However, a serious problem exists with sham acupuncture. Evidence suggests needle insertion or even skin touching creates specific effects.41 Thus, the effects of sham acupuncture may be similar to—though presumably lesser—optimally performed acupuncture. Additional evidence comes from the work of Harris et al, who found that acupuncture increases central μ-opioid receptor binding potential, while sham acupuncture reduces or does not change it,42 and from the work of Zucker et al, who reported a larger pain reduction when using sham over real acupuncture in fibromyalgia patients with lower pain thresholds.43 Furthermore, specific effects of different types of sham stimulation may differ: penetrating needle sham, in comparison with other shams, showed the largest chronic pain relief.16 The crucial message from this work is that trials using sham acupuncture may underestimate acupuncture’s treatment effect.

Implications for future trials

Acupuncture originated from a historical system of physiology, pathology, and treatment philosophy. However, the modern context requires alignment with current scientific methods, techniques, and findings. Modern basic science is now tackling the mechanisms of acupuncture effects. For example, the 2021 Nobel Prize research findings addressing piezo receptors for touch sensations 41 may shed light on how penetrating or non-penetrating needling initiates human physical reaction. Current research priorities include investigating contextual effects, acupoint specificity, and the specific effect of sham acupuncture. When designing randomised controlled trials in acupuncture, trialists should consider the relevant components (as mentioned above) to determine the appropriate treatment dosage to achieve the optimal treatment effect. Organisations, in particular WHO, could involve prestigious academic societies and leading international acupuncture trialists to develop international guidance that facilitates development of acupuncture treatment protocol.


Randomised controlled trials of acupuncture face specific challenges. Firstly, acupuncture treatment protocols are often simplified and poorly documented with considerations that include acupuncture techniques varying in the underlying theory and thus methods to locate acupoints, treatment dosage and needle manipulation techniques, expertise of those delivering the acupuncture treatment, combination therapies, and, particularly in the eastern Asian countries, individualised treatment regimens. Secondly, contextual effects of treatment, including therapeutic patient-practitioner interaction and participants’ expectations, are often overlooked. Thirdly, in view of the complex nature of the acupuncture intervention, sham acupuncture is both difficult to implement and might have specific effects, therefore underestimating the optimal treatment effect of acupuncture.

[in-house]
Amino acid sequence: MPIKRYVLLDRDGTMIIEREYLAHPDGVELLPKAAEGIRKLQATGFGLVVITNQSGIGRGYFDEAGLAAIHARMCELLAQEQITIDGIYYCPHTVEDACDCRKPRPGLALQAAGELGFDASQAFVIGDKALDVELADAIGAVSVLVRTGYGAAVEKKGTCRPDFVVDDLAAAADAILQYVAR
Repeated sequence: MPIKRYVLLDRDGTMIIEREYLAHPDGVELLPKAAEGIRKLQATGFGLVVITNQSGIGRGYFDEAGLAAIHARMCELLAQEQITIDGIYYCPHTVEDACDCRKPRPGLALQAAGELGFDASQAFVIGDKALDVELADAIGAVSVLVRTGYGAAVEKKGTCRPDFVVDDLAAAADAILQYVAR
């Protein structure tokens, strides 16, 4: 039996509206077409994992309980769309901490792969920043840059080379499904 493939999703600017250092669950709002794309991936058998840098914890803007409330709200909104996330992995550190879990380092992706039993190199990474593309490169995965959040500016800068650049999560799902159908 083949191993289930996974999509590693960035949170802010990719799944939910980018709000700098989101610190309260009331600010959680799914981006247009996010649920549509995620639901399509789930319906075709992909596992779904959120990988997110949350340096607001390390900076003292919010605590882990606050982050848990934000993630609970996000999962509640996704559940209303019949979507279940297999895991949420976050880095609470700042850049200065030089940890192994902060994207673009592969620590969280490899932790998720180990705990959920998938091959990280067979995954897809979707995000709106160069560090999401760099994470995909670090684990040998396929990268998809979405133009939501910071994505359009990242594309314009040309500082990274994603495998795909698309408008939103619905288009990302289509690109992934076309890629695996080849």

Key points

  • Acupuncture is a complex intervention and when tested in trials is often oversimplified and poorly documented

  • Acupuncture therapies are complex because of their multifaceted techniques, dependence on expertise, often combined therapies, and highly personalised treatment regimen

  • Contextual effects, especially patient-practitioner interaction and participants’ expectations, may impact the treatment effect of acupuncture and a trial’s feasibility

  • Sham acupuncture is difficult to implement and has a specific effect that might result in underestimation of the real acupuncture treatment effect


We thank Xiao-Li Li, Rui-Xue Hu, and Bing-Cong Zhao for providing references. Y-TF is supported by the National Natural Science Foundation of China (82074282). J-PL is supported by the Key Project of the National Natural Science Foundation of China (No 81830115).


  • Contributors and sources: YFei designed the paper’s content and structure, formed the opinions, drafted and finalised the paper, and coordinated the research team. H-JC participated in discussing the paper’s structure, revised the table and main text, and organised the references. R-YX participated in discussing the structure of the paper, supported the content of the paper with selecting appropriate references, coordinated the literature process, and revised the manuscript. Q-YC participated in discussing the paper’s structure and supported the content of the paper by selecting appropriate references. C-HL, YFeng, Y-RD, and M-KY participated in discussions, and revised versions of the manuscript. GG was involved in planning this series of papers and in extensively revising the manuscript. LT and L-XL revised versions of the manuscript. J-PL designed the topic and structure of this paper, coordinated the research team, participated in discussions, and revised versions of the manuscript. Y-QZ conceived the topic of this paper, coordinated the research team, participated in discussions, and was involved in revising the manuscript. All authors approved the final version of the manuscript. YFei and H-JC contributed equally as first authors; J-PL, and Y-QZ contributed equally.

  • Competing interests: We have read and understood BMJ policy on declaration of interests and have no interests to declare.

  • Provenance and peer review: Commissioned; externally peer reviewed.

  • This article is part of a collection funded by the special purpose funds for the belt and road, China Academy of Chinese Medical Sciences, National Natural Science Foundation of China, the National Center for Complementary and Integrative Health, the Innovation Team and Talents Cultivation Program of the National Administration of Traditional Chinese Medicine, the Special Project of “Lingnan Modernization of Traditional Chinese Medicine” of the 2019 Guangdong Key Research and Development Program, and the Project of First Class Universities and High-level Dual Discipline for Guangzhou University of Chinese Medicine. The BMJ commissioned, peer reviewed, edited, and made the decision to publish. Kamran Abbasi was the lead editor for The BMJ. Yu-qing Zhang advised on commissioning for the collection, designed the topic of the series, and coordinated the author teams. Gordon Guyatt provided valuable advice and guidance.